Symphony needed $2 million to keep afloat

When the Charlotte Symphony launched an emergency fundraising drive in the summer of 2009, it wasn't kidding about the emergency: To get through the 2009-10 season, it ended up using $2 million of the lifeline.

That's the most dramatic number in the recently completed audit of last season's finances. The emergency money covered nearly a quarter of the orchestra's $8,119,833 expenses for the season, which ended June 30.

"We made a deliberate decision not to mask" in the audit the use of the $2 million, executive director Jonathan Martin said Monday. The need for the emergency money, he said, demonstrates that the orchestra's situation is still "very challenging."

The orchestra has been struggling with deficits since the 2002-03 season. The recession intensified the financial troubles, especially by squelching contributions from businesses. The orchestra reduced expenses in a variety of ways, including pay cuts for players and staff, but those didn't make up for the drop-off in revenue.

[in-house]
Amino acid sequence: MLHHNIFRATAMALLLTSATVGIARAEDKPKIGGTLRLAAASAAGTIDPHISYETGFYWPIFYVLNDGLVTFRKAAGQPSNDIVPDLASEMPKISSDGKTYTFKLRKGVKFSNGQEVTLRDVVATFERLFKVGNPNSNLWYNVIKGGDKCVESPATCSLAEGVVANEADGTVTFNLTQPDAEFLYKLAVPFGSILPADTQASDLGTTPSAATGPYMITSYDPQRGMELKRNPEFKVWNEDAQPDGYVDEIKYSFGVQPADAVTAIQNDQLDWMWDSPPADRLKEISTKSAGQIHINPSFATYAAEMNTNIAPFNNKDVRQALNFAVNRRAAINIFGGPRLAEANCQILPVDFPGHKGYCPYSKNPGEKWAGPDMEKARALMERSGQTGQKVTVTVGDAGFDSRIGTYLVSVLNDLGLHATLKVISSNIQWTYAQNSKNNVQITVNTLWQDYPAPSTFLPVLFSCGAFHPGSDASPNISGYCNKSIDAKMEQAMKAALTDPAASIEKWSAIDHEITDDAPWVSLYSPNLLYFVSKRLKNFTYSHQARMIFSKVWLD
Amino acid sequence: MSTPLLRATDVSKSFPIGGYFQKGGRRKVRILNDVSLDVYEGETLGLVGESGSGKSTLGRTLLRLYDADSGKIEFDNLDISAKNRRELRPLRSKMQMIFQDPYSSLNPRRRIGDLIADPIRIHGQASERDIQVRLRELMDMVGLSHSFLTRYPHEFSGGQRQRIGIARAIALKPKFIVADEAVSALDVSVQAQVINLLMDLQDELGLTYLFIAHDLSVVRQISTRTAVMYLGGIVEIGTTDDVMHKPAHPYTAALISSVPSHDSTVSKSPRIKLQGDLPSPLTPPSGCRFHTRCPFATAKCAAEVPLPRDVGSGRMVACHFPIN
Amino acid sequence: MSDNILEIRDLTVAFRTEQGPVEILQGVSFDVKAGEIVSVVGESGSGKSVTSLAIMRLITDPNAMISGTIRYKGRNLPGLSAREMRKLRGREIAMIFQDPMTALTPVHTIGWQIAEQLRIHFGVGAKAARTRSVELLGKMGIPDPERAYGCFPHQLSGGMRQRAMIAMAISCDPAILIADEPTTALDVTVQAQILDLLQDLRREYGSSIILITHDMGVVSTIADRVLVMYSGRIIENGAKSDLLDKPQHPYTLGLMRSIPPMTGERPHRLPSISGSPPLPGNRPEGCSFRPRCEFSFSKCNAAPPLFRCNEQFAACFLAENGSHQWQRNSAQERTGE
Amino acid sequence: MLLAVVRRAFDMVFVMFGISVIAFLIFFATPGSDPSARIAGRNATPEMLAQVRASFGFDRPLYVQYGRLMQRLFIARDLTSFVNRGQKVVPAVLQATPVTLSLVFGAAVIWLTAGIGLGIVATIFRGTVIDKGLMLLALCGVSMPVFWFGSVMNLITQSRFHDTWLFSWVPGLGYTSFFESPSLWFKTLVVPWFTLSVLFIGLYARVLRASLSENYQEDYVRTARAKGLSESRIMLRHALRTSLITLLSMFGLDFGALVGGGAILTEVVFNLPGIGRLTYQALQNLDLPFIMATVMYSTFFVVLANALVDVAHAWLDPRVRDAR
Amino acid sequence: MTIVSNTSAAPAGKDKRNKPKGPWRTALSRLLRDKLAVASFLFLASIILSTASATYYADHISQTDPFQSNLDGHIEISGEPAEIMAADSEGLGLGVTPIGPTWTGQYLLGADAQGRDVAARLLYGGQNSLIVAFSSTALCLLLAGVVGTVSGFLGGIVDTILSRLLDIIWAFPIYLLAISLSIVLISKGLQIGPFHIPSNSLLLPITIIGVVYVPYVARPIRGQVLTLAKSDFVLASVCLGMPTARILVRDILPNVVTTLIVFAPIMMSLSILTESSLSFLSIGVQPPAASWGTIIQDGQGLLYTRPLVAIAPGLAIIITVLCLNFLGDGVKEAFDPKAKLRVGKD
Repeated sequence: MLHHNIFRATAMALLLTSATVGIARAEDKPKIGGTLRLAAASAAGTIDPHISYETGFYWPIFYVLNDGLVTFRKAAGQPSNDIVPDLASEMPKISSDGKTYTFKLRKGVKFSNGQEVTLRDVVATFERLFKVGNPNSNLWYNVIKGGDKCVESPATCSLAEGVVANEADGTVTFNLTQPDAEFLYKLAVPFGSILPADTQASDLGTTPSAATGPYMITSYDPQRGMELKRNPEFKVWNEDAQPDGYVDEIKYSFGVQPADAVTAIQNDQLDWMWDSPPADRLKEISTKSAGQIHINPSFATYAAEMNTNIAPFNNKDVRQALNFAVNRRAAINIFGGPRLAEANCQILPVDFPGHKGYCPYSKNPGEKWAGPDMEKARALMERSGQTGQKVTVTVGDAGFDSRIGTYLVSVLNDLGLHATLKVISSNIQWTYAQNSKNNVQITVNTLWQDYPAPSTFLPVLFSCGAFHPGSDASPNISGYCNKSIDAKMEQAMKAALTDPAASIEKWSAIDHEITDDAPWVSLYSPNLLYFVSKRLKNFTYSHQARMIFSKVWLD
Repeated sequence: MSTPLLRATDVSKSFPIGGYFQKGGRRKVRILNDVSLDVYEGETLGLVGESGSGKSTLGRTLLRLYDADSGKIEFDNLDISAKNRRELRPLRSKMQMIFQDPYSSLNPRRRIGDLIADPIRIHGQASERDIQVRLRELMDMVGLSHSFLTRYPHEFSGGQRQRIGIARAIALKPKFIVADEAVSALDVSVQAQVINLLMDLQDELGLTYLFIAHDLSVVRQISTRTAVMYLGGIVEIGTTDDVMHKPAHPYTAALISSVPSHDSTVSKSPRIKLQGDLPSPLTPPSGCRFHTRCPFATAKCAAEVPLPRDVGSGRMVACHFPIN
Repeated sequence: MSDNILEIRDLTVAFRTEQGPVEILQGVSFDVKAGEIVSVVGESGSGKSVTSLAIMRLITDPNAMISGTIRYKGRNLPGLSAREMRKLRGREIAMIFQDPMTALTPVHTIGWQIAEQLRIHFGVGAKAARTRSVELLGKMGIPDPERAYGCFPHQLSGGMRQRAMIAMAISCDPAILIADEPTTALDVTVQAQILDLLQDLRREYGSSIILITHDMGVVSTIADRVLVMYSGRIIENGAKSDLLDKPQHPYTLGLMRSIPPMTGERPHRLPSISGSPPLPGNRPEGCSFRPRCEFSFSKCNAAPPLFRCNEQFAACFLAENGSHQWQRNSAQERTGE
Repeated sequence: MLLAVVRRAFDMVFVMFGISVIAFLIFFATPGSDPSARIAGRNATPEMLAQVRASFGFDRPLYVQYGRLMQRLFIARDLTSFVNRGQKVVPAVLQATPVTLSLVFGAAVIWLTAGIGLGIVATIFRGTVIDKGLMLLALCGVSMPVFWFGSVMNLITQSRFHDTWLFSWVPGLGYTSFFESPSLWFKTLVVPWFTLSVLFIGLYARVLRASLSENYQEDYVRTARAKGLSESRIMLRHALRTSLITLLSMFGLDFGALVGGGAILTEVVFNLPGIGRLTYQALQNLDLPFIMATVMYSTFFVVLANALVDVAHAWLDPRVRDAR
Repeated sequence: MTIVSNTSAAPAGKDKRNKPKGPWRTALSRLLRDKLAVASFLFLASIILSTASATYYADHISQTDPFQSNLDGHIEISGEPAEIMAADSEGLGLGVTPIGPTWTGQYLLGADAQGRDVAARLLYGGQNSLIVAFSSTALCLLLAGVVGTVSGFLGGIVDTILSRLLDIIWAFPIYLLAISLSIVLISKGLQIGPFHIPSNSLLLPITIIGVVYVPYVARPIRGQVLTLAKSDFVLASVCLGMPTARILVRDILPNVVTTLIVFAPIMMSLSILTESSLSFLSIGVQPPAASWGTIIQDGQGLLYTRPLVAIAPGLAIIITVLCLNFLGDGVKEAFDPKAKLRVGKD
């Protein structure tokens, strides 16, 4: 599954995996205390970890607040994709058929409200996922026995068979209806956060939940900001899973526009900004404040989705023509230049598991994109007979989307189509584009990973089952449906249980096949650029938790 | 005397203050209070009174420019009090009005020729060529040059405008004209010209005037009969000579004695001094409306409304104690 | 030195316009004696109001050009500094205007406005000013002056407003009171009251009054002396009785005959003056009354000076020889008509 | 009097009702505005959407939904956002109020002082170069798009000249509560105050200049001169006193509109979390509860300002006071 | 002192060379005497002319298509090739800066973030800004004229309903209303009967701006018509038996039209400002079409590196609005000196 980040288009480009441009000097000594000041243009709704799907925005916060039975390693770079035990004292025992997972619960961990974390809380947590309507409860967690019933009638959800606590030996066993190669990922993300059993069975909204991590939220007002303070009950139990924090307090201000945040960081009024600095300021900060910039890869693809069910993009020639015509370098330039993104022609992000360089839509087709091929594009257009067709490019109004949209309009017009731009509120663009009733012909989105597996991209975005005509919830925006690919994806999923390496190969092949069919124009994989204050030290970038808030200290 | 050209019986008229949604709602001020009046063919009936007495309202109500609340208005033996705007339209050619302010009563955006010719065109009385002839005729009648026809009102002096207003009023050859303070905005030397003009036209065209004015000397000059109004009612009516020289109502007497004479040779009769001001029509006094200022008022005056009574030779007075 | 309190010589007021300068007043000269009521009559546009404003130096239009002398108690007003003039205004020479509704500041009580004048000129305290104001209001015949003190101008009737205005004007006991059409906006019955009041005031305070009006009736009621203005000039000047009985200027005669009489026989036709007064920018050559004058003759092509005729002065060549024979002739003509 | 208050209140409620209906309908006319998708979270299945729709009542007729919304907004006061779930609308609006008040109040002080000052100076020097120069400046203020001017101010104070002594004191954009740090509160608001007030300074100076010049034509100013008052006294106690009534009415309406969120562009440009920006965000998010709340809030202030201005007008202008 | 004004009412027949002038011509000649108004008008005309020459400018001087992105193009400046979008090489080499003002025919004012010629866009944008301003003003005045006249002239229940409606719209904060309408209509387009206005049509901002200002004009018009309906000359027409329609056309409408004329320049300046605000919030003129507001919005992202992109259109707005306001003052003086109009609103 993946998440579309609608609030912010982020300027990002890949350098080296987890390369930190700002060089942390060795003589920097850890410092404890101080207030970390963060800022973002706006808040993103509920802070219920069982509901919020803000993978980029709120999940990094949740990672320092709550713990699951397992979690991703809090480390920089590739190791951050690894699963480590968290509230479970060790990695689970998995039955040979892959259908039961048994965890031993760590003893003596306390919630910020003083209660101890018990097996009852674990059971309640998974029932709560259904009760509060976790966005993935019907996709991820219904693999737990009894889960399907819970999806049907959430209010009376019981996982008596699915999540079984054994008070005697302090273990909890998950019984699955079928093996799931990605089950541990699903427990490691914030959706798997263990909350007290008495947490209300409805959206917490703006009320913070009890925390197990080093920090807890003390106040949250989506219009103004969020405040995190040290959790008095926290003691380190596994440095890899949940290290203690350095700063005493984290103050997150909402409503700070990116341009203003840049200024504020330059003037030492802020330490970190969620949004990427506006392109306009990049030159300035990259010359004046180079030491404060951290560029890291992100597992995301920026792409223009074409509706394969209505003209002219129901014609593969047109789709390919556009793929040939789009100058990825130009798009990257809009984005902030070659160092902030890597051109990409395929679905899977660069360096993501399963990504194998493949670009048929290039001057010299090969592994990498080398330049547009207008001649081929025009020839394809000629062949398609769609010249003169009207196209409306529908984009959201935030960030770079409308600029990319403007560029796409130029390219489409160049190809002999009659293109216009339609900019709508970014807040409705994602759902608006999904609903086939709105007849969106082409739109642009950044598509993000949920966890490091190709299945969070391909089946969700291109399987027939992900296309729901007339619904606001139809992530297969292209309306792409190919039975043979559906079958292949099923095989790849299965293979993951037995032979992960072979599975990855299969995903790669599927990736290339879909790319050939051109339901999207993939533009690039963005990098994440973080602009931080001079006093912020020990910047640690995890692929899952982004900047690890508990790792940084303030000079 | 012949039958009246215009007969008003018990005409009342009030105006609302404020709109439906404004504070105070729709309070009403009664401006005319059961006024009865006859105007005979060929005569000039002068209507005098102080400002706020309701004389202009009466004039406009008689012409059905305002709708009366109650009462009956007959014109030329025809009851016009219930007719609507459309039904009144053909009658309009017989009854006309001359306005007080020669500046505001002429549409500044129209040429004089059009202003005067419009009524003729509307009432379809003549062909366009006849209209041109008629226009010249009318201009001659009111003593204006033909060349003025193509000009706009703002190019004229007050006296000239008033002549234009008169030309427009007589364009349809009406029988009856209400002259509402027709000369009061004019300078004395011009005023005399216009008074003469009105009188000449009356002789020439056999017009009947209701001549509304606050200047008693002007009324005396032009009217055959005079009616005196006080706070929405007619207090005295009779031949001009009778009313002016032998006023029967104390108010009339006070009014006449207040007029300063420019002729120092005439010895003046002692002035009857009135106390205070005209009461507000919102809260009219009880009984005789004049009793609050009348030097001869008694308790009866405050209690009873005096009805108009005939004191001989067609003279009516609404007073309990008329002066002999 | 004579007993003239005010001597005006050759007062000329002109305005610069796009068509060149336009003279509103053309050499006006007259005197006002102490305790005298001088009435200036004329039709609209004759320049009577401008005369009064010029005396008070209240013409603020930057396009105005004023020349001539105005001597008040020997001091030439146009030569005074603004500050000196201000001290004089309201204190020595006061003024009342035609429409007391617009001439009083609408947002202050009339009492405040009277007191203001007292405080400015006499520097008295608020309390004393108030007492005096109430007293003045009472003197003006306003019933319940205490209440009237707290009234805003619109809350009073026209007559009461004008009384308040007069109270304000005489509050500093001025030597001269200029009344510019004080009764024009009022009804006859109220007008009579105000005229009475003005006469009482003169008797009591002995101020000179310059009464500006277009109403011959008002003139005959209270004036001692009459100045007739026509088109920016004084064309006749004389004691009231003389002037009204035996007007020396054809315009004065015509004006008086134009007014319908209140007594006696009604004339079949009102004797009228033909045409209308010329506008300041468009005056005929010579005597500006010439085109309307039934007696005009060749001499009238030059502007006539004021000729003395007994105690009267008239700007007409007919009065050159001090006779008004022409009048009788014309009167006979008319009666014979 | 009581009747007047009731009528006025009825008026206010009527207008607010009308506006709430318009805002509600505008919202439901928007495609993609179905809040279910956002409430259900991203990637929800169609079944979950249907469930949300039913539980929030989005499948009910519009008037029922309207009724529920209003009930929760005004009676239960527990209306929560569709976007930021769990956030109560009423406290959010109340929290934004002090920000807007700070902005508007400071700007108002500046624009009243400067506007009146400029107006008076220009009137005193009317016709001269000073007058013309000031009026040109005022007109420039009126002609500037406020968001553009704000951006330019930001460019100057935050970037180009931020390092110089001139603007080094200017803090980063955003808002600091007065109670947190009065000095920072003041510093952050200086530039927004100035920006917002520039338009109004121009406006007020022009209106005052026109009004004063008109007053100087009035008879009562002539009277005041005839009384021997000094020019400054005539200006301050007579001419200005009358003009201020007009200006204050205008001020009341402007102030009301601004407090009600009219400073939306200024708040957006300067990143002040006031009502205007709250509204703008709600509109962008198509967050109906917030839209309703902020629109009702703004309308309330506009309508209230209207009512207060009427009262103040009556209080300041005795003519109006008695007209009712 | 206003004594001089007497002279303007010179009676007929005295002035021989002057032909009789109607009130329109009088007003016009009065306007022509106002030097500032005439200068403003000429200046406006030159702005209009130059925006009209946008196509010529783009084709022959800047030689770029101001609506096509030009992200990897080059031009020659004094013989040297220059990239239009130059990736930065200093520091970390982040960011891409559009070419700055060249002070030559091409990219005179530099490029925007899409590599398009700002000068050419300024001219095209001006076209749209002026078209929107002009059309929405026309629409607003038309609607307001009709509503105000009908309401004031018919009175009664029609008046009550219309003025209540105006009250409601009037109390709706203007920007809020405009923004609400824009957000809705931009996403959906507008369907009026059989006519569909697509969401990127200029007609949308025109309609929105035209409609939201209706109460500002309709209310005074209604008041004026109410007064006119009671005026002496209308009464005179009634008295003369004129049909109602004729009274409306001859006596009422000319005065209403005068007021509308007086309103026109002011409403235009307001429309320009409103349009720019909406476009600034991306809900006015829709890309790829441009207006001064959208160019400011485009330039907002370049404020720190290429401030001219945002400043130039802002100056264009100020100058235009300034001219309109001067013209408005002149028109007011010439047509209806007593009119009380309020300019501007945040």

The challenges intensified in May 2009, when the Arts & Science Council - whose fundraising also has suffered from the recession - announced it would reduce its support of the orchestra by $1 million a year.

Soon after that, the orchestra launched its emergency drive, seeking $5.7 million for a multi-year bridge fund to help the orchestra pay its bills while it works to increase its ticket sales and donor base.

As the 2009-10 season unfolded, encouraging signs emerged, Martin said. Ticket sales, at $2.4 million, were more than 15 percent higher than in the preceding season.

But the ASC's $1 million cut went into effect as the season began. And corporate contributions, continuing a slide from the 2007 high of $1 million, totaled less than $450,000.